Christian worshipers who prayed at an archeological park bordering the Western Wall on Sunday, were met by hundreds of Jewish protesters, including Jerusalem’s deputy mayor, shouting at them to leave.
The protesters were responding to an Evangelical Christian call for prayer at the Davidson Center, which is situated south of the Western Wall Plaza and features access to a segment of the Jewish holy site.
The incident underlines the strains on the relations of religious Israeli nationalists with Christian Evangelicals, who politically and financially support Israel as well as the strategic goals of religious nationalists, but diverge radically from them on theology.
On Christian websites — including the one devoted to advertising the prayer gathering — the event was described as promoting the safeguarding of Jerusalem and God’s “purpose for Israel.”
Participants in the gathering, which capped a 21-day period of fasting and prayer declared by the International House of Prayer of Kansas City, an Evangelical movement, were invited to serve as “guardians on the walls” of the city.
At the prayer event, which several hundred worshipers attended, police shoved some of the protesters, including Jerusalem Deputy Mayor Arieh King, to allow the worshipers to pass.
כעת במתחם דוידסון: סגן ראש עיריית ירושלים אריה קינג ועוד עשרות מפגינים מוחים נגד נוצרים שמקיימים במקום אירוע. המשטרה מנסה להשליט סדר pic.twitter.com/7EGpJtxPhp
— Yossi Eli יוסי אלי (@Yossi_eli) May 28, 2023
At least one glass door of the Davidson Center was smashed, and at least one person was detained amid the clashes. The Davidson Center is an archaeological park adjacent to the egalitarian plaza, south of the Western Wall central plaza, that currently serves as a restriction-free prayer space for non-Orthodox Jews.
Asked to comment on the incident, the Foreign Ministry said it condemns “any harm to the freedom of religion and worship in Jerusalem,” and any attacks on religious figures in the city. The statement added that the State of Israel views such freedoms in the capital, “which is holy to Jews, Christians and Muslims, as a central value in the fabric of life in the city.”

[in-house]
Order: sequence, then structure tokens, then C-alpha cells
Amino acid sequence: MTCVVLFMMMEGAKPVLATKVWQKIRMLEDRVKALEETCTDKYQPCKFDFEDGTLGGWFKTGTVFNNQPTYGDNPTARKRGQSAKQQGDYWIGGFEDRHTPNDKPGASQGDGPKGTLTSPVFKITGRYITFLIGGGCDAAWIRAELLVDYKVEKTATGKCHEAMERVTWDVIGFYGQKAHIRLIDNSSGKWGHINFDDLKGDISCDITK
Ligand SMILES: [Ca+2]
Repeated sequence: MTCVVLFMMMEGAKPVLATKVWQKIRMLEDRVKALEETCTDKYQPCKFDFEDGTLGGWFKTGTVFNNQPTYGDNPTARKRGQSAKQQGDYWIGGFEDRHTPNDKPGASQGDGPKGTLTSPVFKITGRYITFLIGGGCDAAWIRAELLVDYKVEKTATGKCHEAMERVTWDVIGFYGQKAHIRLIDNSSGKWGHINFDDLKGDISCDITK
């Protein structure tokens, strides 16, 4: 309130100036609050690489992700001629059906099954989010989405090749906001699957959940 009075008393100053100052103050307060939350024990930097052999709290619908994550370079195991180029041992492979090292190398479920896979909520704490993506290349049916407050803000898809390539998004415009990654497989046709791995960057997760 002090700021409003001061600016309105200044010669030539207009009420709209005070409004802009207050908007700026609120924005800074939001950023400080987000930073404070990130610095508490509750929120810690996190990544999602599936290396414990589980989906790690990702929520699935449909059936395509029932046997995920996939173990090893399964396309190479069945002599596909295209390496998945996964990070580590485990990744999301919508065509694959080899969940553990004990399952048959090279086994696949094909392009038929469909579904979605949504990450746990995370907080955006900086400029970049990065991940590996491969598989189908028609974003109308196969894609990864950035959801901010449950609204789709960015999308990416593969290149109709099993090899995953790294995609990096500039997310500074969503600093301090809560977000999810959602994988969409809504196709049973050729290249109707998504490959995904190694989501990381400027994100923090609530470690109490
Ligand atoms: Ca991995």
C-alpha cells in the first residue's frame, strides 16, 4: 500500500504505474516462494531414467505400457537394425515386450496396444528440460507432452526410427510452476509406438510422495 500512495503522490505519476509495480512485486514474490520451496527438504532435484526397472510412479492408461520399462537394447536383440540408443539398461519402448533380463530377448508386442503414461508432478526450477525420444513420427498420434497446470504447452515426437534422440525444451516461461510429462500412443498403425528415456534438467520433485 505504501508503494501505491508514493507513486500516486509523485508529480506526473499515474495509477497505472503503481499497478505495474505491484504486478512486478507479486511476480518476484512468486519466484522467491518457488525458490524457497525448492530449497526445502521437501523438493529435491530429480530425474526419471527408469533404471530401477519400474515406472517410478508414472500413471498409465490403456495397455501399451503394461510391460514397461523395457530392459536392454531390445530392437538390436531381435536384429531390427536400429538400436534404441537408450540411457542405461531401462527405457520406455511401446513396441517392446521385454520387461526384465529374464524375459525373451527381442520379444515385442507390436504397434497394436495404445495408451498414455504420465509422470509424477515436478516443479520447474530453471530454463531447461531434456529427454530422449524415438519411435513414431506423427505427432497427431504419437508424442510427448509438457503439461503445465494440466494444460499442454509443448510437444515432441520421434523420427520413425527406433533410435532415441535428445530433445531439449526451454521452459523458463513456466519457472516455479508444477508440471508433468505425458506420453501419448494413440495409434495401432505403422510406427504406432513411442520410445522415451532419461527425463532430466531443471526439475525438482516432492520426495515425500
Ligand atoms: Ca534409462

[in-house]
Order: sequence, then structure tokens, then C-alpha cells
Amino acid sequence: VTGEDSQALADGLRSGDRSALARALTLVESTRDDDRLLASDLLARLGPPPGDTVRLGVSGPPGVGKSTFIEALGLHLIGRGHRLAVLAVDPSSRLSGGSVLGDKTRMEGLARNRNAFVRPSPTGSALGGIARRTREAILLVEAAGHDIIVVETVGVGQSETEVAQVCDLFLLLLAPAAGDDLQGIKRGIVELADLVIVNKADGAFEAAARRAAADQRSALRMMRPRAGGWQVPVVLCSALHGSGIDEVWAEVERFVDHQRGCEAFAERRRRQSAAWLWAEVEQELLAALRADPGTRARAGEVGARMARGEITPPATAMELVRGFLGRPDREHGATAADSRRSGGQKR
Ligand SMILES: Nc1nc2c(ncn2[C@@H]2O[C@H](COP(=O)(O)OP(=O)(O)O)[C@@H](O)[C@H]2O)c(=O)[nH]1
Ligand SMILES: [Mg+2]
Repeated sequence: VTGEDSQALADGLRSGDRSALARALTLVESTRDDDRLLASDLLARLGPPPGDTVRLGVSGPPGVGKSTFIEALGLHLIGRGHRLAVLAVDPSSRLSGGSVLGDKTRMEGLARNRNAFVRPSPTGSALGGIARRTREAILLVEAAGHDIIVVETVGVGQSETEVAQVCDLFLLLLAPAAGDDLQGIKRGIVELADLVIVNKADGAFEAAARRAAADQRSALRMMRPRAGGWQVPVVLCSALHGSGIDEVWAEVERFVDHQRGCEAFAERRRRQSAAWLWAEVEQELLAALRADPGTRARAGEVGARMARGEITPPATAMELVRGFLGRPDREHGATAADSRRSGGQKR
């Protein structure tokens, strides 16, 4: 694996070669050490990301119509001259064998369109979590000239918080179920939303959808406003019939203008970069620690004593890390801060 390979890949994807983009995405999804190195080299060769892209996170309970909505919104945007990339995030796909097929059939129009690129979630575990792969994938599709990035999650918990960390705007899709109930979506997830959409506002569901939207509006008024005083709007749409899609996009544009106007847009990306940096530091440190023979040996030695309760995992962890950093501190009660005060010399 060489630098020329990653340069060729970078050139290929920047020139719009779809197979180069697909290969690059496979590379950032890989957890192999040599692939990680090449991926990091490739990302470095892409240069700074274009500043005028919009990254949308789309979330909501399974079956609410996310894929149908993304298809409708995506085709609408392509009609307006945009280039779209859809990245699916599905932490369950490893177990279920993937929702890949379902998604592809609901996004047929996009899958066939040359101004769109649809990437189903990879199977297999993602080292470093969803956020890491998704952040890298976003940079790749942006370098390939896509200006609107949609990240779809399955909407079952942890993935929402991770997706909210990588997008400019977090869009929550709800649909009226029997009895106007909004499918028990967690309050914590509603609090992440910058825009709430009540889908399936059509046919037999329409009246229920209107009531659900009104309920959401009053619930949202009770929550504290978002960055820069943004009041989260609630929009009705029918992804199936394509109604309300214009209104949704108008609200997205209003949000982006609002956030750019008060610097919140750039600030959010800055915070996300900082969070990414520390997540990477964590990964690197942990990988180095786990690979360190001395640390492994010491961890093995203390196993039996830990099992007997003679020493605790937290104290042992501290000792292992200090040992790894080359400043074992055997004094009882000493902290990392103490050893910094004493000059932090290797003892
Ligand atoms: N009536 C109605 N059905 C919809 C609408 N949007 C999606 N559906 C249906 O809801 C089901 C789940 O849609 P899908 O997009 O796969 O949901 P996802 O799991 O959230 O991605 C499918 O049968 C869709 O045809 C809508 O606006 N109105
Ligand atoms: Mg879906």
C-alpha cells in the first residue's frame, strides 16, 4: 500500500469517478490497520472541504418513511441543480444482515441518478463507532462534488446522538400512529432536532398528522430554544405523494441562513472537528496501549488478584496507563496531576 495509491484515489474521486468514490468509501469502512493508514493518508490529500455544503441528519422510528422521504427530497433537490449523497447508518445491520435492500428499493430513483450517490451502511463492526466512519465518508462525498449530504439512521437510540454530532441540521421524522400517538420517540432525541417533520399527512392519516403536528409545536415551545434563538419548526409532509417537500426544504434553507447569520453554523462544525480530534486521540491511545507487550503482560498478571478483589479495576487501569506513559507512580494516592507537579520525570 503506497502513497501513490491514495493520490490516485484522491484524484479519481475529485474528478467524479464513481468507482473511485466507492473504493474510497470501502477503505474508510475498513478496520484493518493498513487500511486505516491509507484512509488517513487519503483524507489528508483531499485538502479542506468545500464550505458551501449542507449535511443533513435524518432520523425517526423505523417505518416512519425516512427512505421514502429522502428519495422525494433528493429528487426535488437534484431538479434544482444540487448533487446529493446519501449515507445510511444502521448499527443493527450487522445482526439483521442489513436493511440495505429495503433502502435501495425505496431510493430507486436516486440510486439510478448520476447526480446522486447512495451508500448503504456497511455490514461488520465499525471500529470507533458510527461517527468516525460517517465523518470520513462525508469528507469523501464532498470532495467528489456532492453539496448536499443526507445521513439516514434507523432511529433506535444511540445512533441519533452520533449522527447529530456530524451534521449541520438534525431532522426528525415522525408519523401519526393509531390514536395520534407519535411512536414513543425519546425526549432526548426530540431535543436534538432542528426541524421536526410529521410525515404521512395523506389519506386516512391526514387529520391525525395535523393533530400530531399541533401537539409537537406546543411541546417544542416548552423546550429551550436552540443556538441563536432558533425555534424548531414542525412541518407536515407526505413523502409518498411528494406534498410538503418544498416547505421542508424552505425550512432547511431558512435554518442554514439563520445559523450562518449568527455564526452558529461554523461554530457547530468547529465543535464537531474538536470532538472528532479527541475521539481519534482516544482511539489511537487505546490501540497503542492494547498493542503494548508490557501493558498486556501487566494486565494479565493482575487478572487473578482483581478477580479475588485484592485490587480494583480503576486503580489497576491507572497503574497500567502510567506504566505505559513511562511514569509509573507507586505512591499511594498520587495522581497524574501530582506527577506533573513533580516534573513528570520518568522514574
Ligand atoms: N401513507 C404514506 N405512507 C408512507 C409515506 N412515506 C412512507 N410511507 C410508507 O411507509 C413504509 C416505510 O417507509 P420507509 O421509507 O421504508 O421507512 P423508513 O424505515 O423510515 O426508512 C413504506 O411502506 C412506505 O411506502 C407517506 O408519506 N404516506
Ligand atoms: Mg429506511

Prime Minister Benjamin Netanyahu has nurtured close ties with Evangelical leaders, including Pastor John Hagee, who last year said he was sending “God’s prayers” to the Israeli leader “for all the rest of his life.” But Netanyahu’s coalition may test that relationship, given expressions of hostility toward Christians and Christian worship by some members of the coalition’s five religious parties to the right of the premier’s Likud.
In March, a number of Christian Zionist groups expressed outrage at a coalition member’s bill proposal that would have made religious proselytizing punishable by jail time, forcing Netanyahu to publicly disavow the effort.
King, who belongs to the far-right Meuhadim faction on Jerusalem’s City Council, was filmed shouting “Missionaries go home” with others at the prayer event. In a statement about the incident, he praised the protesters and described their action as directed against Christian proselytizing, the prayer event, and the decision to allow it by the Company for the Reconstruction and Development of the Jewish Quarter in the Old City of Jerusalem, which is responsible for the Davidson Center.
He condemned those who allowed “Christian missionaries to hold a Christian worship and ceremony designed to prepare a missionary effort directed at Israeli residents,” he wrote. “It is a dignified and just protest against a government company that allowed this, and against the missionaries. As far as I’m concerned, let every missionary know they are not welcome in the Land of Israel.”
A spokesperson for Emek Shaveh, a nonprofit that says it opposes “the use of archeology and heritage as a tool in the Israeli-Palestinian conflict,” wrote on Twitter that the protesters’ actions “are what Jewish supremacy and the Judaization of Jerusalem look like.”
The International House of Prayer of Kansas City on its website article for the event did not mention any attempt to convert Jews to Christianity. But the page advertising it featured a recommended article titled “Jews Come Home to Jesus,” by Pastor John Piper, who wrote that “a priority is given to the Jewish people in the Christian mission.”
According to a Haaretz article from 2018, Evangelical Christians in recent years have raised more than $60 million for projects in the West Bank alone. Evangelical tourism to Israel in 2017 accounted for at least 440,000 arrivals to Israel.
David Franzose, a tour guide who is active on Twitter and has publicly supported Netanyahu, addressed this aspect of the relationship with Evangelical Christians in responding to the Sunday’s incident.
“I see what’s happening at the Davidson Center in Jerusalem: A riot by hooligans including the deputy mayor, Arieh King,” wrote Franzose on Twitter. “I’m addressing you as a tour guide who works with the Christians. And I’m telling you publicly that you are a fool who’s causing tremendous damage.”